Archive for June 7, 2012

Blood culture flasks for culturing synovial fluid in prosthetic joint infections.

Clin Orthop Relat Res. Aug 2010  V.468 N.8 P.2238-43.

Font-Vizcarra L, García S, Martínez-Pastor JC, Sierra JM, Soriano A.

Department of Orthopaedics and Trauma Surgery of Hospital Clínic of Barcelona, Barcelona 08036, Spain.



Identifying the etiologic microorganism is essential to guide antimicrobial therapy in prosthetic joint infection.

QUESTIONS/PURPOSE: We (1) compared the frequency of positive cultures with synovial fluid inoculated in blood culture flasks (SF) with those of periprosthetic tissues or swabs in traditional cultures from patients with acute and chronic prosthetic joint infections (PJI) and (2) determined the sensitivity, specificity, and predictive values of the three methods.


We retrospectively reviewed 87 patients with PJIs (54 knees, 33 hips) and 63 patients with aseptic loosening (34 knees, 29 hips). Two SF, periprosthetic tissue, and swab samples were taken for culture in all 150 patients except for14 inwhom only one SF fluid sample was obtained. Synovial fluid was inoculated in blood culture flasks and periprosthetic tissue and swab samples in standard media. Positive cultures were identified with standard biochemical procedures.


SF samples were positive in 78 of 87 infected cases (90%), periprosthetic tissue samples were positive in 71 (82%), and swab samples were positive in 59 (68%). SF, periprosthetic tissue, and swab samples were positive more frequently in acute than in chronic infections (96% versus 82% for SF, 87% versus 74% for periprosthetic tissue, and 87% versus 44% for swabs). The sensitivity, specificity, and positive and negative predictive values of SF were 91, 100, 100, and 93 for acute infections and 79, 100, 100, and 88 for chronic infections, respectively.


SF samples cultured in flasks had higher sensitivity, specificity, and positive and negative predictive values for diagnosis of PJI when compared with standard tissue and swab samples. The usefulness of all samples was less in chronic than in acute infections.


Level II, diagnostic study. See Guidelines for Authors for a complete description of levels of evidence




June 7, 2012 at 8:43 am

Interface membrane is the best sample for histological study to diagnose prosthetic joint infection.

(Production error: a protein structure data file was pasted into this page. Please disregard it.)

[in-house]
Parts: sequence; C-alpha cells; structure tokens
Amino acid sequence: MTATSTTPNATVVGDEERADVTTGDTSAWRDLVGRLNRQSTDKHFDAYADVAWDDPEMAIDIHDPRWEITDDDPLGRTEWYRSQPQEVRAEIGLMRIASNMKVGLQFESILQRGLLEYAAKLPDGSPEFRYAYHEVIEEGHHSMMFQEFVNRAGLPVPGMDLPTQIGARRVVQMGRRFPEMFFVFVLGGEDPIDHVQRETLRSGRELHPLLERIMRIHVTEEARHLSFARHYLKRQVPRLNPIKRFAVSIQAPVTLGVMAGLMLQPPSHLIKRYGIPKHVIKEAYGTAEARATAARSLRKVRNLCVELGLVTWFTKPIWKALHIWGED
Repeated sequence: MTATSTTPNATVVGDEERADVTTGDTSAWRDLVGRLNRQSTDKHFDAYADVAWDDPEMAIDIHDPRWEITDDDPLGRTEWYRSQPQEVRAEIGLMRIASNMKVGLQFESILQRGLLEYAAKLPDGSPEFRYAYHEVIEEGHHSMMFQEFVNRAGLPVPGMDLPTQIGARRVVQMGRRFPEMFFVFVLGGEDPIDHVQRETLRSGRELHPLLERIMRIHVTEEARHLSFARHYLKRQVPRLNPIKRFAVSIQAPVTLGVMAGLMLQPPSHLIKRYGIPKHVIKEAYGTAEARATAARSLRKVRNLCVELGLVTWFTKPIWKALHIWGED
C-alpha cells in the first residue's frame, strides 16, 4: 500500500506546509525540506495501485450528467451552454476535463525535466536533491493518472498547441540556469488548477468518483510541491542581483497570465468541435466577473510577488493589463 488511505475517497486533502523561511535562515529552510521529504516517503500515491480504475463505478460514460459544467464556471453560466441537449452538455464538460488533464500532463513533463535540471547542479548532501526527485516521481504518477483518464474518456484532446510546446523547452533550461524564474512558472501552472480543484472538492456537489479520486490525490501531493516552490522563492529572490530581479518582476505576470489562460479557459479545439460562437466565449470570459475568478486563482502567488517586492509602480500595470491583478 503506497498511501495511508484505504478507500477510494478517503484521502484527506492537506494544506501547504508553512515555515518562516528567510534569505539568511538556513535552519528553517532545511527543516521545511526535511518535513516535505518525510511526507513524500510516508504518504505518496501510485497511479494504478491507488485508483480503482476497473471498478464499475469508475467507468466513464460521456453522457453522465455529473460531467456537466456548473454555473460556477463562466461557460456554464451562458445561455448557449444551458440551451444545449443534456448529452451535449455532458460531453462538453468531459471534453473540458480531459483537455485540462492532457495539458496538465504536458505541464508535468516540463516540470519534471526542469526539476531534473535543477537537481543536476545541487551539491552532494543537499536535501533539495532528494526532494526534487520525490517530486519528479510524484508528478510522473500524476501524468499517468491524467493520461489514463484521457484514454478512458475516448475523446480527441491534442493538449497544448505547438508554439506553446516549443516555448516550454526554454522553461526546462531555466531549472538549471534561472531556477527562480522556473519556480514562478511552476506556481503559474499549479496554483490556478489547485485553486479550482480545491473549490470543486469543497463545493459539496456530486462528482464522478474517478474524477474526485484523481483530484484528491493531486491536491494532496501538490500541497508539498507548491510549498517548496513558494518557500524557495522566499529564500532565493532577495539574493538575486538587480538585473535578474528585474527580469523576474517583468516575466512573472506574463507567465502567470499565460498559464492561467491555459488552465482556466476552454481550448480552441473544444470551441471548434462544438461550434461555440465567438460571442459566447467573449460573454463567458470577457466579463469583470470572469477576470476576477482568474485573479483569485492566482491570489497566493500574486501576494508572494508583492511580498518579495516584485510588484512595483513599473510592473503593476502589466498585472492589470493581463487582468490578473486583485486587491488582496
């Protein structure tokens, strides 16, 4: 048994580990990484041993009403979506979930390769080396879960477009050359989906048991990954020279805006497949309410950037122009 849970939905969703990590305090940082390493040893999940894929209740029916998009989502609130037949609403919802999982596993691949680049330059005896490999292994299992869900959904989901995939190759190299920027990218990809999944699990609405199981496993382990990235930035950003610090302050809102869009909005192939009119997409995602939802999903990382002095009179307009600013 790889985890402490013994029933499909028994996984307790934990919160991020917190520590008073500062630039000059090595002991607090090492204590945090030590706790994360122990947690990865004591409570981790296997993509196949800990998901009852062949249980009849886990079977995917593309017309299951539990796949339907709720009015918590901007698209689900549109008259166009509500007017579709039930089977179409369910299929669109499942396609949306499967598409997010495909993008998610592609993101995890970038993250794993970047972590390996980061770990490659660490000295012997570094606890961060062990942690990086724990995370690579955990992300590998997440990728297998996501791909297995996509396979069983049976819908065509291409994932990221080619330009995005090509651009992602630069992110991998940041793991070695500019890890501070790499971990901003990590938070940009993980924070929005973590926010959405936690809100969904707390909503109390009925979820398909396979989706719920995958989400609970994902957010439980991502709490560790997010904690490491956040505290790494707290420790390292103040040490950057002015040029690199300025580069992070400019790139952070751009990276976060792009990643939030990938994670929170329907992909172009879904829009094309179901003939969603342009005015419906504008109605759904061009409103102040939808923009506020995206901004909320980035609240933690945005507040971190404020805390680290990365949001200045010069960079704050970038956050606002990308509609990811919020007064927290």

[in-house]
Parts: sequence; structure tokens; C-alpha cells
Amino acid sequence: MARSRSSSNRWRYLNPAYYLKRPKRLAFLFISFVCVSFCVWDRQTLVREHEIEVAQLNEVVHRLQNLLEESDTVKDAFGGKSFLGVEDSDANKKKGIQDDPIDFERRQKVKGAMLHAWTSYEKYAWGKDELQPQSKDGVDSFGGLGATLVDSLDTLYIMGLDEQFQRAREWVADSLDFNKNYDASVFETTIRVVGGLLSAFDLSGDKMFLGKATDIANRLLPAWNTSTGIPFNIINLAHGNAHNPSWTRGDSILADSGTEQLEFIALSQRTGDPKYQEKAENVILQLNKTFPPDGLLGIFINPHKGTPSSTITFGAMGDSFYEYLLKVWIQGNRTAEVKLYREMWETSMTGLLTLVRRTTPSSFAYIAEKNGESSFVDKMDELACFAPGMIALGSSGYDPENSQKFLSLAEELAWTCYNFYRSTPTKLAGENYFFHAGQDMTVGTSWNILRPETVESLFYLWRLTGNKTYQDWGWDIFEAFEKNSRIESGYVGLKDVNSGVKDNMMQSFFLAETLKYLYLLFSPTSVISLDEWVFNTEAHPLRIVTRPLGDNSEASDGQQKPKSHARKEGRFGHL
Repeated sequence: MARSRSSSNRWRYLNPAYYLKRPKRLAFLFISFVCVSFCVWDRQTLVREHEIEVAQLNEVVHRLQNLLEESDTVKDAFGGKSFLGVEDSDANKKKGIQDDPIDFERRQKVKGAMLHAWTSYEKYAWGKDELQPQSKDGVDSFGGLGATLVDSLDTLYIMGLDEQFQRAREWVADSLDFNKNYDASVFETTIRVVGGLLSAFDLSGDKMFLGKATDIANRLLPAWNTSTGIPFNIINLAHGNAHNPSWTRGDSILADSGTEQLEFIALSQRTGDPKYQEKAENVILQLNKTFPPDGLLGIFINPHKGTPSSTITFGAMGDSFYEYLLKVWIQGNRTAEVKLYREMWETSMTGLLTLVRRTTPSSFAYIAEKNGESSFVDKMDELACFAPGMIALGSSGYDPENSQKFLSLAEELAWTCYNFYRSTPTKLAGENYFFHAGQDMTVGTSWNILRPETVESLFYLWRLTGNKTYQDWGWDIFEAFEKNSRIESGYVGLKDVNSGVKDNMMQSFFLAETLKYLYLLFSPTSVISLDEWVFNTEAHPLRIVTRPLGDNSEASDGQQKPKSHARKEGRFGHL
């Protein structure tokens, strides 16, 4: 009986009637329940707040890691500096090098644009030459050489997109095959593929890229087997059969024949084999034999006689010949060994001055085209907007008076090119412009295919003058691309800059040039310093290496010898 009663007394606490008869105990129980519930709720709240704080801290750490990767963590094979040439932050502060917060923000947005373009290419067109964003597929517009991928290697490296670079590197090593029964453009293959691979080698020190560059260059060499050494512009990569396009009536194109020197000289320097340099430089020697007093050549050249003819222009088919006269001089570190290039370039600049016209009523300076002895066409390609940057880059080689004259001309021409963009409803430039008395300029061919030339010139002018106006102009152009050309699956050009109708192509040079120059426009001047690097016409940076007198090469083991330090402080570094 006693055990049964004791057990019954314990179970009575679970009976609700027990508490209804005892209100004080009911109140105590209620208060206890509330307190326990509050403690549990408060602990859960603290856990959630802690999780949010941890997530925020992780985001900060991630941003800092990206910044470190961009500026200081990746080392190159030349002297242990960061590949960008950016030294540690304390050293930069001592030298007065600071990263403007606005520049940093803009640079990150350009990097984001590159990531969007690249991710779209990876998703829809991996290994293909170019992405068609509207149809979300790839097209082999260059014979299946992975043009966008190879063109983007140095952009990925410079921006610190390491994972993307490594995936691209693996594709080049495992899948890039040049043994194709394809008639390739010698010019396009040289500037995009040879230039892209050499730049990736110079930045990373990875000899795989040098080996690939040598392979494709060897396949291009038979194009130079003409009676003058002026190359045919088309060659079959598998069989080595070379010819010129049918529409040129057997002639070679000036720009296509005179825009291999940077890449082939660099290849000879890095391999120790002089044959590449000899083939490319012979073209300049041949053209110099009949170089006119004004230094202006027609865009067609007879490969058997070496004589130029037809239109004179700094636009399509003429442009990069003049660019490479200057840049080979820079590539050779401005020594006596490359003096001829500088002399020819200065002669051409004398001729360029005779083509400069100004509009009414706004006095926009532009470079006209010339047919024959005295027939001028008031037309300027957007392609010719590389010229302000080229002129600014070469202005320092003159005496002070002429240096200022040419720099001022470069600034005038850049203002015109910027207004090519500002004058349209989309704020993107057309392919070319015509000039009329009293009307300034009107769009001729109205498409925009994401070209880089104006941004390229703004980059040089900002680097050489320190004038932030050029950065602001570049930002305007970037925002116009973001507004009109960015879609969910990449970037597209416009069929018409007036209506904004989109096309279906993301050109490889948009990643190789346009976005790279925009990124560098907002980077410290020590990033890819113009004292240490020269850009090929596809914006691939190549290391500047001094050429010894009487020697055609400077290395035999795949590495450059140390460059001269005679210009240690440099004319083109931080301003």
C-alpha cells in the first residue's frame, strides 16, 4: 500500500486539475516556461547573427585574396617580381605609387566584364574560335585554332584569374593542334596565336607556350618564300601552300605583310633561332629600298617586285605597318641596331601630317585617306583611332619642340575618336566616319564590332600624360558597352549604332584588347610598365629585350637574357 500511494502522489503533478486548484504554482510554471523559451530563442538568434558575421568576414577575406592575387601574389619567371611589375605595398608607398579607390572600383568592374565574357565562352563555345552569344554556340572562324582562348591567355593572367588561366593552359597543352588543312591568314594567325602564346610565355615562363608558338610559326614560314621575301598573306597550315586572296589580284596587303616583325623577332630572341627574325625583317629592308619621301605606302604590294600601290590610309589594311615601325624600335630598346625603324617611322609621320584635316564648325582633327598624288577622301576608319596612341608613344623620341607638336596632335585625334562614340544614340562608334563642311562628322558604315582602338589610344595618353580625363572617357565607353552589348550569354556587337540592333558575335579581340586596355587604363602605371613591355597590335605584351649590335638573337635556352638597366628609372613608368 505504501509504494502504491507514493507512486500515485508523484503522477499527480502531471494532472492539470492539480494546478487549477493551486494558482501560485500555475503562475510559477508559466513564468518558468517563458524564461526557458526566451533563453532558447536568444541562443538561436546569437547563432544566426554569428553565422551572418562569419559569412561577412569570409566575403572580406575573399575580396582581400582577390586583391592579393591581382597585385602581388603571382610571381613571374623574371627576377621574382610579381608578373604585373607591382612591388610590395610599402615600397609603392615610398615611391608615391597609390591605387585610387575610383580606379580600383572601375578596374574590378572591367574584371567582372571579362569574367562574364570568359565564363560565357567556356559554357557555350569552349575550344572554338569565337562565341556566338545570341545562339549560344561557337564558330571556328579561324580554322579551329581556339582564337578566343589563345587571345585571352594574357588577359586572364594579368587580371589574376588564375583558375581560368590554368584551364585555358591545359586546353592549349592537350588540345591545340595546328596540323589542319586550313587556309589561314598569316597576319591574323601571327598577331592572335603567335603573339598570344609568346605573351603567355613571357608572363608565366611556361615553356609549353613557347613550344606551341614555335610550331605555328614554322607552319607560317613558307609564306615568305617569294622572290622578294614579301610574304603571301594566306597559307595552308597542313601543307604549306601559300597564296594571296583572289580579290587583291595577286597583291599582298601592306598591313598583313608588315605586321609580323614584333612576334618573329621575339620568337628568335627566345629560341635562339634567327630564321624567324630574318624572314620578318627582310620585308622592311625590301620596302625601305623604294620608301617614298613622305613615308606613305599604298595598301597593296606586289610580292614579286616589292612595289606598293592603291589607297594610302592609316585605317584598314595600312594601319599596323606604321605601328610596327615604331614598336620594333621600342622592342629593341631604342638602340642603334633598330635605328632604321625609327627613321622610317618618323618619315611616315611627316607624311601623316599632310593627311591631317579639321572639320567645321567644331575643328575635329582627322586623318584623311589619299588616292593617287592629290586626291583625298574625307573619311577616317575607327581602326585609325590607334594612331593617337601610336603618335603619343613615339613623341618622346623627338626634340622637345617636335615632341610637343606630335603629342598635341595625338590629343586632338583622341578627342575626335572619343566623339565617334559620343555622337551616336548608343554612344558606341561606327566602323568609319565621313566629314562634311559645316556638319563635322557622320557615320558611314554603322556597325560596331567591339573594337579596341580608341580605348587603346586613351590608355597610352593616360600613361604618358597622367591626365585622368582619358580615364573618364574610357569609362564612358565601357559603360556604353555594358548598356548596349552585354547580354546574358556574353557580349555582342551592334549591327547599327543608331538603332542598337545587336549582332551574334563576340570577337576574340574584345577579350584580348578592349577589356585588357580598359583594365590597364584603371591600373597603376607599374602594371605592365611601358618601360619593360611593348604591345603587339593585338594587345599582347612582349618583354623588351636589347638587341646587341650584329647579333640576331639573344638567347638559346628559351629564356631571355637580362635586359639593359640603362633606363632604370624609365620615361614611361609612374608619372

Mod Pathol. April 2011 V.24 N.4 P.:579-84.

Bori G, Muñoz-Mahamud E, Garcia S, Mallofre C, Gallart X, Bosch J, Garcia E, Riba J, Mensa J, Soriano A.

Department of Orthopaedic and Traumatology, Hospital Clínic, University of Barcelona, Barcelona, Spain.


The objective of our study was to study which is the most accurate specimen for histological diagnosis of prosthetic joint infections (pseudocapsule or interface membrane). This is a prospective study including hip revision arthroplasties performed from January 2007 to June 2009. Specimens from pseudocapsule and from interface membrane were obtained from each patient. The histology was considered positive for infection when ≥5 neutrophils per high-power field ( × 40) were found. Definitive diagnosis of infection was considered when ≥2 cultures were positive for the same microorganism. According to the definition of infection, patients were classified in two groups: (A) patients with aseptic loosening in whom cultures obtained during surgery were negative and (B) patients with prosthetic joint infection. A total of 69 revisions were included in the study; 57 were classified in group A and12 ingroup B. In group B, the percentage of positive interface membrane histology was significantly higher than the percentage of positive pseudocapsule histology (83 vs 42%, P=0.04, Fisher’s exact test). The results suggest that periprosthetic interface membrane is the best specimen for the histological diagnosis of prosthetic joint infection.




June 7, 2012 at 8:41 am

Burkholderia cepacia bacteremia: a prospective analysis of 33 episodes.

Rev Esp Quimioter. Dec. 2011  V.24 N.4 P.209-12.

Pinilla MI, Cobos-Trigueros N, Soriano Á, Martínez JA, Zboromyrska Y, Almela M, Mensa J.

Servicio de Enfermedades Infecciosas, Hospital Clínic de Barcelona, Barcelona, Spain.



The aim of this study is to describe clinical characteristics and outcome of Burkholderia cepacia bacteraemia, susceptibility of the isolates and differences between cases from epidemic outbreaks and sporadic cases.


From 1993 to 2009, episodes of B. cepacia bacteraemia were prospectively collected in a university hospital.


A total of 33 episodes were included, of which 21 were part of two outbreaks (9 in1994 and12 in2006). Outbreak cases had a median age of 58 years, 45% had neoplasia, median length of stay until bacteraemia was 15 d (range 0-120) and 82% had received an antibiotic. The most prevalent sources of bacteraemia were catheter (48%) and unknown (33%). On the other hand, sporadic cases stayed longer until diagnosis (median 25 days versus 11, p=0.041) and showed a trend to have neoplasia more frequently (83% versus 33%, p=0.083). Susceptibility to antibiotics was varied and co-trimoxazole was the only active agent against all strains.


B. cepacia is an uncommon pathogen, which affects patients with prolonged hospitalization and severe comorbidities. The identification of more than one case in a short term of time should raise the suspicion of an outbreak.


June 7, 2012 at 8:39 am


June 2012

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